Well I guess its been a long time since I have offered you a useful nugget of information or help, so I have decided to haul myself to the keyboard and provide a useful tip that I have been saving for a rainy day. Regular readers to this blog will certainly be no stranger to my positively strong feelings towards Oracle’s VirtualBox and I have been a user of this product for more years than I can remember. The tip I am about to describe will use VirtualBox in the examples but it should be transferable to any virtualisation product that has the ability to shrink back virtual disks.
Of course in the world of most virtualisation products there is a concept of dynamically expanding virtual disks and fixed-size virtual disks, and VirtualBox is no different having had this ability for many years. There was always the question of whether to choose the dynamic disk to save real disk space or go for the fixed-size for performance gains. In actual fact this argument is a little bit of a red herring these days (more perhaps on this another time) and the reality is that unless you have a virtual disk which is frequently having to allocate space and expand (in the same way database or page files can) you are always better going for the dynamically expanding virtual disks.
Using a dynamic disk provides the ability to have a virtual disk that is only the size required for the files (and some overhead) that it contains. But what happens should your virtual machine disk allocate lots of space to allow for that 10GB SQL Server Database that you were playing around with (and then dropped)? The biggest problem with a dynamic disk is that it slowly creeps up in physical size over time in very much the same way that transaction logs can do in SQL Server if not truncated regularly by taking frequent log backups.
In VirtualBox and competing products, there is the ability to shrink back these dynamic disks to reclaim space back to your host machine. For those of you who have tried doing so will already know that it is usually a hit and miss affair and leaves you scratching your head wondering why your virtual disk shrink has only given back 1GB of a possible 10GB of free space. One of the problems with this type of operation is that the shrink operation will only release space that it knows is free and this is not always a clear cut thing if the disk block has at one time had writes. The Operating System knows they are reusable but the virtualisation shrink may not.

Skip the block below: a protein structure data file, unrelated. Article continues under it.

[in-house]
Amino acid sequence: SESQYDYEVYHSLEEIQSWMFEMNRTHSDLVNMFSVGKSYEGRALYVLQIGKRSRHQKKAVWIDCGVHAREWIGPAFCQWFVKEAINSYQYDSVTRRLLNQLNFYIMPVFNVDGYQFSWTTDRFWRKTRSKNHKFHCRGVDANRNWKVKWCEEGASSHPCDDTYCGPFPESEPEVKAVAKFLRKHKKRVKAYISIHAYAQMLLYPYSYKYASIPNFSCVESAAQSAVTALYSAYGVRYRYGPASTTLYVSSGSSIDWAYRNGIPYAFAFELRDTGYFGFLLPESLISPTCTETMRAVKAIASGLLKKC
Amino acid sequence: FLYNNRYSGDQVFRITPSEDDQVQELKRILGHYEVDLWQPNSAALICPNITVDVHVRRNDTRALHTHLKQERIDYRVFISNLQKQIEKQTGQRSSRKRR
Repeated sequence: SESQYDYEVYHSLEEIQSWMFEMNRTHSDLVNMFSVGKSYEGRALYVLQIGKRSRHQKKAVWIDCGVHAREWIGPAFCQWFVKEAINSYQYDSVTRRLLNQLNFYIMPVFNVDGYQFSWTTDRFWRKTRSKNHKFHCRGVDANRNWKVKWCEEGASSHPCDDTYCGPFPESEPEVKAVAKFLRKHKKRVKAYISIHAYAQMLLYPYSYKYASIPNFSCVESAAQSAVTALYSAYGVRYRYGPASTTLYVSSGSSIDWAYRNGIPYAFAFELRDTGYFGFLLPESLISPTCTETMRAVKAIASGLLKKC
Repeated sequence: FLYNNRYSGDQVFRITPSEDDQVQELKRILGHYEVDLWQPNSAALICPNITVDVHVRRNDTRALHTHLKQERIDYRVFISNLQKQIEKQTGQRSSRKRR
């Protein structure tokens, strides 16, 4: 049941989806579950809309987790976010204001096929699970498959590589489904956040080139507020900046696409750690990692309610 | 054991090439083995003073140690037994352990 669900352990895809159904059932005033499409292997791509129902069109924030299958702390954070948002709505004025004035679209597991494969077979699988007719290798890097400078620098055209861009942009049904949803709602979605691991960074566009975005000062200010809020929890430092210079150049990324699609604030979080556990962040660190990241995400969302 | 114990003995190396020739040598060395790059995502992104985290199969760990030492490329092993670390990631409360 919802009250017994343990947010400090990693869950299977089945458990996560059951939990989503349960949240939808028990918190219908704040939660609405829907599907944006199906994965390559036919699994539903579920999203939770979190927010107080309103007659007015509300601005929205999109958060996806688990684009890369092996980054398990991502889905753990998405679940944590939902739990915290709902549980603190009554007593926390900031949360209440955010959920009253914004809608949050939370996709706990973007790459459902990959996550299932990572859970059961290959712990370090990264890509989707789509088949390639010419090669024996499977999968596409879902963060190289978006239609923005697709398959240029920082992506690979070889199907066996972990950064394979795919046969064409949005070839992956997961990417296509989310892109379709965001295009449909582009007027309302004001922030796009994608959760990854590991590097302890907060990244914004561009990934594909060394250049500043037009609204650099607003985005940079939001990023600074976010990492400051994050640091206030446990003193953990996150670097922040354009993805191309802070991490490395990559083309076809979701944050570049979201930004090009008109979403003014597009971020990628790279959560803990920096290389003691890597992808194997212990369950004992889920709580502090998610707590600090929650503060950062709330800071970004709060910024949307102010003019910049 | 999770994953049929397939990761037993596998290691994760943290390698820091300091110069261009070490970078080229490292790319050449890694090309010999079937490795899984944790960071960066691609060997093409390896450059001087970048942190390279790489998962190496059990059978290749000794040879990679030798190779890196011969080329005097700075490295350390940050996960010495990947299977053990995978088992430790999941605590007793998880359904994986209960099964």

Lets take a quick look at the space consumption of my virtual machine’s virtual drive sizes…
So the largest virtual drive belongs to a virtual machine I call wonko and it stands out to me straight away as being an oddity because it (like two other virtual machines) is running on Windows Server Core but is around twice the size of the others. After I take a look inside Wonko, it becomes very apparent to me why it is so large. When I reinstalled Windows Server Core on this VM, I forgot to reformat the hard drive. The installer therefore decided to rename the old Windows directory for safe keeping…. Oh did I mention that I did this operation twice since my first re-install was wrong!
After completely removing the two offending archived Windows directories I take another look at the virtual disk space consumption…
Ok so this is now where the magic happens…
There is a rather fabulous tool from those wonderful Sysinternals chaps called sdelete which will help you mark all your free space as clean. This makes it easier for the virtualisation shrink operation to see that the space can be reclaimed back and the virtual disk can be shrunk.
Running a sdelete /? from the command line gives us the following list of options :-
SDelete – Secure Delete v1.6
Copyright (C) 1999-2010 Mark Russinovich
Sysinternals – http://www.sysinternals.com
usage: sdelete [-p passes] [-s] [-q] …
sdelete [-p passes] [-z|-c] [drive letter] …
-a Remove Read-Only attribute
-c Clean free space
-p passes Specifies number of overwrite passes (default is 1)
-q Don’t print errors (Quiet)
-s or -r Recurse subdirectories
-z Zero free space (good for virtual disk optimization)
And the option we want is pretty obvious isn’t it? Yes let’s choose the z parameter…
Right, now our virtual disk’s free space is now zeroed out, it is time for us to run our shrink operation. In VirtualBox this can be performed by running VBoxManage modifyhdd –compact and doing so takes several minutes to run through (on my SSD).
Let us take one final look at my host drive and in particular see the size of the wonko virtual disk…
I think the results are quite evident and staggering. The wonko disk is now 18GB or so lighter. Time to load up my SSD with lots more VMs!!!